Mere – II / III



(Home Normal, 2016)

To wander into a Mere release is not a decision that one makes lightly. A record by the improvisational trio, featuring Gareth Davis on bass clarinet, Thomas Cruijsen on guitar, and Leo Fabriek on drums, is filled with the musical equivalent of scaffolding and equipment that one finds on a construction site, where things like exposed beams and massive coils of wire and drills and cement belie the finished product but do not constitute it. To hear the three members play is to be treated to experimentation with the very building blocks of what it means to be this type of trio. Once you start hanging the drywall, probably over Fabriek’s kit first, you start to lose the sense of discovery of how stuff actually works around here. So Mere doesn’t do that – there’s no drywall, no paint, no insulation, and you’d be a fool to approach a record of theirs without a hardhat. I’m wearing one this very instant, at my desk. I’m getting some strange looks.

And then I’m like, well of course this is on Thrill Jockey, it has Thrill Jockey written all over it. The stabs to classify this as “post rock” in some way against the Thrill Jockey aesthetic is too easy to avoid. But the wrongness of that assumption is “100%” and “dead,” because this is cooked up by the groovy folks over at Home Normal, the Tokyo(ish)-based label that’s been around since 2009 but I’ve somehow just gotten around to checking out recently. (Who do I blame for that? Gotta blame somebody. Can’t be my own fault.) They’ve gotten their paws on some solid gold output here. Solid bloody gold.

Mere ebbs and flows, a metaphor that I realize mimics water rather than construction equipment, but hey, it’s my prerogative to mix up these bad boys if I want to. The crests and troughs (water!) organically appear as the musicians pull and push against each other, the tension inherent in the majestic builds and the locked oneness of purpose obvious in the stretched intervals. The players’ technical precision (construction!) is at once clearly at work, the façade stripped to the mechanism, and seamlessly integrated into a greater whole. The result is overtly cinematic at points, subtly cinematic at others, and almost always fairly cinematic in some way. Mere conjures vast expanses and also conflict with ease, and it is a great wonder why I haven’t heard their music on film soundtracks. (One reason would be that this is my introduction to the group, but let’s not get pushy about it.) They are kindred spirits to artists like Ennio Morricone and Warren Ellis and Johnny Greenwood, as well as others like Sam Shalabi. They belong in the view, as it were, of an audience. They don’t need to be experienced with visual accompaniment, but it would sure be cool if they were experienced that way.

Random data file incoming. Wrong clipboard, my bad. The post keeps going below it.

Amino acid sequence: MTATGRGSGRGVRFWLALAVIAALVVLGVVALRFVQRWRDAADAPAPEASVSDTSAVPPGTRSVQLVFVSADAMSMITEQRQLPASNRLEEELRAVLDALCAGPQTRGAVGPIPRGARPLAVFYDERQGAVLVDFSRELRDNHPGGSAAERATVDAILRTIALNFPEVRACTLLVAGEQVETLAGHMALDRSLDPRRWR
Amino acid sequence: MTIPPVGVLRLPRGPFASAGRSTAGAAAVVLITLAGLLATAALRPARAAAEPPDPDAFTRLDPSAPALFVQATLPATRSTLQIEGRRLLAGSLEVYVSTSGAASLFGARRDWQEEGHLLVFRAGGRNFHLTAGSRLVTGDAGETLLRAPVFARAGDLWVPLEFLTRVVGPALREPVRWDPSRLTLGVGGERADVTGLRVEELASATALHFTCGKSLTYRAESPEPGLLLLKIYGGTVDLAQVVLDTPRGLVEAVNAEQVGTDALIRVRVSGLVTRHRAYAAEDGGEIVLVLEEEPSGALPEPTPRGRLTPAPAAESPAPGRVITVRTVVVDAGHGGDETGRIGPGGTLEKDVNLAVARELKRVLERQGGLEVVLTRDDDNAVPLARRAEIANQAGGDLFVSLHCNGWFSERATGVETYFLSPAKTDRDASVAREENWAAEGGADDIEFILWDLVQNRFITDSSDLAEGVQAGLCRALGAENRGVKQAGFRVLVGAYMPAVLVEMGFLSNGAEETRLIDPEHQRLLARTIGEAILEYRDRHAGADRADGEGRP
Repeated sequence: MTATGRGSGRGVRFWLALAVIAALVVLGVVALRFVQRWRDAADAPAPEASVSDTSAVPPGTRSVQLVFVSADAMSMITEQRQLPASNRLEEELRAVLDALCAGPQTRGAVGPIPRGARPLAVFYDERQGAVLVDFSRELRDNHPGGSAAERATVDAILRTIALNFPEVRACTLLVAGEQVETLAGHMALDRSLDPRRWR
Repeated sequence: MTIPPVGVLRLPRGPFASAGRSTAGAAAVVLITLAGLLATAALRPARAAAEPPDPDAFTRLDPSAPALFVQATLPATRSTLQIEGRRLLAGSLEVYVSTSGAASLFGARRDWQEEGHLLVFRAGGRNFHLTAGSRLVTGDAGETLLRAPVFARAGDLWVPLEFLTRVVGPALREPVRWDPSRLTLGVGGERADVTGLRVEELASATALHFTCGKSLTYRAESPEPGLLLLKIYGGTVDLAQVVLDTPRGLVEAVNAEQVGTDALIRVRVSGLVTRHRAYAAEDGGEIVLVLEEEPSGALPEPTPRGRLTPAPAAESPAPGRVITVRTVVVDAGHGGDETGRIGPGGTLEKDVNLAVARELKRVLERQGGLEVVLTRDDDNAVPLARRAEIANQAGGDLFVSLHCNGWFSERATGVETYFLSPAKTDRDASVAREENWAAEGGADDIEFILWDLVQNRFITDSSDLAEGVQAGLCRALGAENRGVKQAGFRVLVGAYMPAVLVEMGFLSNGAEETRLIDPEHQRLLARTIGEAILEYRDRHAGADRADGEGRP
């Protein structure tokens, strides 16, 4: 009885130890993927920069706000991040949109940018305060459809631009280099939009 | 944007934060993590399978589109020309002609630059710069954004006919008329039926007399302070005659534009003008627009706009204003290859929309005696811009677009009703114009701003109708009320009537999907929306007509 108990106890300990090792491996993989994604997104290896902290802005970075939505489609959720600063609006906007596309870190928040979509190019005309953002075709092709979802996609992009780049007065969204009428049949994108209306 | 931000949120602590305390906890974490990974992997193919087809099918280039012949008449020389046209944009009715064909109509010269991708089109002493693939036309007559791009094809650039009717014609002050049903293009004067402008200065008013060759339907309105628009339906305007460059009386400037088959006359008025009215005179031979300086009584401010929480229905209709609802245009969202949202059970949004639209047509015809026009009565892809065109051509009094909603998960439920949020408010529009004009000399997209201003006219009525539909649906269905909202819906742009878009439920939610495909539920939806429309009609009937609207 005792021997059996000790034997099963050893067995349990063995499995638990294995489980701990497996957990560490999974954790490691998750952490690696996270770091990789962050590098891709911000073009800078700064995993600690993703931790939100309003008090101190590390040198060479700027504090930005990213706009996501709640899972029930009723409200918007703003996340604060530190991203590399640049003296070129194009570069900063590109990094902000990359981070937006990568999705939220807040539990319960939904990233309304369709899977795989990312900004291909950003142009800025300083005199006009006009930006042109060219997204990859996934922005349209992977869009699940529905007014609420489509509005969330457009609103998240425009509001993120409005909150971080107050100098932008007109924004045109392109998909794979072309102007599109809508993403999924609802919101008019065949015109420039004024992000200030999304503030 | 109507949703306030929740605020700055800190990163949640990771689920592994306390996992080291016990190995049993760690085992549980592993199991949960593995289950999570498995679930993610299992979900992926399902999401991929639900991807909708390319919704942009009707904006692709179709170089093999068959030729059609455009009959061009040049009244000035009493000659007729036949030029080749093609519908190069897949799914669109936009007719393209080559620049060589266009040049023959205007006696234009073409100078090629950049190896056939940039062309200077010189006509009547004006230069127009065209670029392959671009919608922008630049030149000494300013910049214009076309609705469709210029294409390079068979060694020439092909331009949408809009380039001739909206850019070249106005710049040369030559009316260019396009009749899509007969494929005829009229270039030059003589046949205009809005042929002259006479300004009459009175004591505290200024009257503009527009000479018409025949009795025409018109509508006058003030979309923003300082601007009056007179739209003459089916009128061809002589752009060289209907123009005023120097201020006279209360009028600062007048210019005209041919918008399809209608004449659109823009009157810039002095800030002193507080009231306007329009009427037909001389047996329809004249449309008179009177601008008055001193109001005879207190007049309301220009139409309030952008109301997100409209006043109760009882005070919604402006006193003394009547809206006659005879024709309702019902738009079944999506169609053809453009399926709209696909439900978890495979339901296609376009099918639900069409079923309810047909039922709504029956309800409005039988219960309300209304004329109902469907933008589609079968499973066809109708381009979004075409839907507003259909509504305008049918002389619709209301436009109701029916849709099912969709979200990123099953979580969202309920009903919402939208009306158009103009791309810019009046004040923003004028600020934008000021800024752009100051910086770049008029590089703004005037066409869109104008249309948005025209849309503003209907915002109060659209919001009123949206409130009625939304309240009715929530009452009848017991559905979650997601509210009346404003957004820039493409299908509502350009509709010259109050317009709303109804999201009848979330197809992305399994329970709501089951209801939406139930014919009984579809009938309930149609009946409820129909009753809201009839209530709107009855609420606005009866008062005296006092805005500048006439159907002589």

II and III follow in the footsteps of their 2012 self-titled album on Gizeh Records. Each track title is a roman numeral, and II begins at “IV” while III begins at “VII.” I strongly urge you to experience the full trilogy, and I hope for a continuation of this project, kind of like I hope for an unending continuation of Star Wars (except of course for the eminently skippable I through III situation there). Maybe the boys of Mere could throw on a couple hardhats themselves and lend a hand in building the next Death Star or Death Star–related Imperial superweapon. Or they could open a club where they’d serve as the overly dour alien cantina band.

What number metaphor was that? I’ve lost count.


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